But the coalition of conservationists isn't without criticism of the plan. One of the measures they oppose is keeping Sylvan Pass open. The pass is the only access for snowmobilers from Cody, meaning an entire gate would be completely inaccessible without regular avalanche prevention using a howitzer cannon and helicopters.
"Yellowstone proposes to continue avalanche control on Sylvan Pass above the east entrance for the benefit of a scant few winter visitors - just 110 visitors entered by the east entrance in 2011-12," the coalition wrote in a release. "Deploying high explosives so that one or two visitors a day can snowmobile through an avalanche-prone pass unnecessarily exposes national park staff to workplace dangers and visitors to hazards from unexploded shells."
The group went on to call the use of artillery shelling "inappropriate in the world's first national park in the heart of habitat for wolverine and lynx." Additionally, the coalition criticized the program's cost, which it claims costs more than $1,000 per east entrance visitor, or about $125,000.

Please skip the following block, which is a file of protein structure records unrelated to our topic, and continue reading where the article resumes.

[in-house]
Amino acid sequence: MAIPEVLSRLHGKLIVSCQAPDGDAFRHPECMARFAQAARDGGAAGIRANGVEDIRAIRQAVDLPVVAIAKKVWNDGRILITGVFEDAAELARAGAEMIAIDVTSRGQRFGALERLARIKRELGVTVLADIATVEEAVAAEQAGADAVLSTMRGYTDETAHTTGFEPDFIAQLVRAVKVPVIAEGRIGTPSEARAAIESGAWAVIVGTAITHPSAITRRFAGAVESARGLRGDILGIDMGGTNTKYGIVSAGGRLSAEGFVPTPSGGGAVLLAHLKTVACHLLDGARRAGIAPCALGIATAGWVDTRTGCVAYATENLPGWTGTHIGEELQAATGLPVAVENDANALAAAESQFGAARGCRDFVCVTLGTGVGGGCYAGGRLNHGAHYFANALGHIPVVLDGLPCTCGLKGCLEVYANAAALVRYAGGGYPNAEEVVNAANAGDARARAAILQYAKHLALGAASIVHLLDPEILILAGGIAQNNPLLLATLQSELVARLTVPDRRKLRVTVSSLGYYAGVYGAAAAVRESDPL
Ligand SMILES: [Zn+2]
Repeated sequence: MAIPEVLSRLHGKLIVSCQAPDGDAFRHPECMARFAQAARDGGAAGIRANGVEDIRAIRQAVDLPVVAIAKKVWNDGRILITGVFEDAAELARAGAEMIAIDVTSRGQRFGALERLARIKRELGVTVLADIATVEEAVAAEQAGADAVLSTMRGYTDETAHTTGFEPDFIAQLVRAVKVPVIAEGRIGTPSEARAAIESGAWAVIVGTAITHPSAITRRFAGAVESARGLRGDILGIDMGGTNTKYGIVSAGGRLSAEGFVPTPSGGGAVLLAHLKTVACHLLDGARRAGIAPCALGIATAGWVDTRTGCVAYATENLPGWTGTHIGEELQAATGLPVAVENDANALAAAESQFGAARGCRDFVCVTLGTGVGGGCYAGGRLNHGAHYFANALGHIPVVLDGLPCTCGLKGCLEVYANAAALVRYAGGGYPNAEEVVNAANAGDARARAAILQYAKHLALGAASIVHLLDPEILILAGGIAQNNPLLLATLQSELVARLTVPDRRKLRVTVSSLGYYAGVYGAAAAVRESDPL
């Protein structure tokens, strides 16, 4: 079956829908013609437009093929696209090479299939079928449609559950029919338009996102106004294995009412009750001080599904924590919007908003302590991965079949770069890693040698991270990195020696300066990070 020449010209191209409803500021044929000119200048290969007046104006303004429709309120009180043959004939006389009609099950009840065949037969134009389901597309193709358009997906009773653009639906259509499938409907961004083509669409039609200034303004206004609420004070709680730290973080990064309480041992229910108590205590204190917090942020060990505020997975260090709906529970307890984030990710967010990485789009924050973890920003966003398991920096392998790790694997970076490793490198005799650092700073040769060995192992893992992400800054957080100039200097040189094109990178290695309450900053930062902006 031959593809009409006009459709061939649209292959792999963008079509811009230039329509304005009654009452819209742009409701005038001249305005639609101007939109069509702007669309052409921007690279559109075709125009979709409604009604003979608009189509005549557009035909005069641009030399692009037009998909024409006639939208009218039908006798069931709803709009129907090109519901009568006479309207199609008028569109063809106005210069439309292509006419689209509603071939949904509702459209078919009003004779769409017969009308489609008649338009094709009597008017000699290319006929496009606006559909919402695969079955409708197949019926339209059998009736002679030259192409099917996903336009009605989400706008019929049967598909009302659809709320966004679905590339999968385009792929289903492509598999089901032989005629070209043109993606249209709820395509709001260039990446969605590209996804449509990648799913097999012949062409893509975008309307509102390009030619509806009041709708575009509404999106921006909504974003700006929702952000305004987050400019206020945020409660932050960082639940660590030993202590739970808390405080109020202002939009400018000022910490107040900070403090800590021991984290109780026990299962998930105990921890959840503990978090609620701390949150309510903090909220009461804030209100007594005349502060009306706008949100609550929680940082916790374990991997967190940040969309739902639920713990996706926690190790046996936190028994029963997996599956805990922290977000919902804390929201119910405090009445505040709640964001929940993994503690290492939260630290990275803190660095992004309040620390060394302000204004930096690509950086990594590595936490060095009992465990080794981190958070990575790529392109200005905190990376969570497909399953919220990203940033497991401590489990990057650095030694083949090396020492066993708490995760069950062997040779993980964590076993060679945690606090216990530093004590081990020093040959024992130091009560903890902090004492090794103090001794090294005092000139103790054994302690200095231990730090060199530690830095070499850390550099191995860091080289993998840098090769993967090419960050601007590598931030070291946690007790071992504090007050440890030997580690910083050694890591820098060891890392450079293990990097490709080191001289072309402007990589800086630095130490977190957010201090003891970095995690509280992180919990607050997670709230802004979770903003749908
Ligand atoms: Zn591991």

But Balyo said the program will be essential for Cody's winter economy.
"Our argument has been that if given the ability and flexibility to have more go through we think that the cost per user will go down," he said, indicating that five private snowmobiles per day is better than zero. "If you end up closing it we don't get any business through there."
On the whole, he said, Cody's business community is pleased with the plan.
"Maintaining Sylvan Pass has been a priority for us," Balyo said. "If restrictions were lessened we believe some of that [snowmobiling] activity would come back."
Balyo said he hopes the plan will expand to allow more unguided snowmobiles in the future, and thinks it may be a possibility if the park can measure pent-up demand as usage swells.
"We'd be in a much better position to ask if those permits were being utilized," he said.
Sen. John Barrasso and Gov. Matt Mead have also voiced support of the plan.
"By keeping Sylvan Pass open, providing noncommercial access and allowing flexibility for snowmobile groups, Wyoming residents and communities will be able to enjoy winter recreation and good jobs," Barasso said in a statement. "Superintendent (Dan) Wenk has developed a plan that appears to address both the economic and environmental needs of the park."
Wyoming Business Report Staff Writer Mark Wilcox went into Yellowstone on a snowcoach for the first time this winter, and now knows how important and magical winter access to the park is.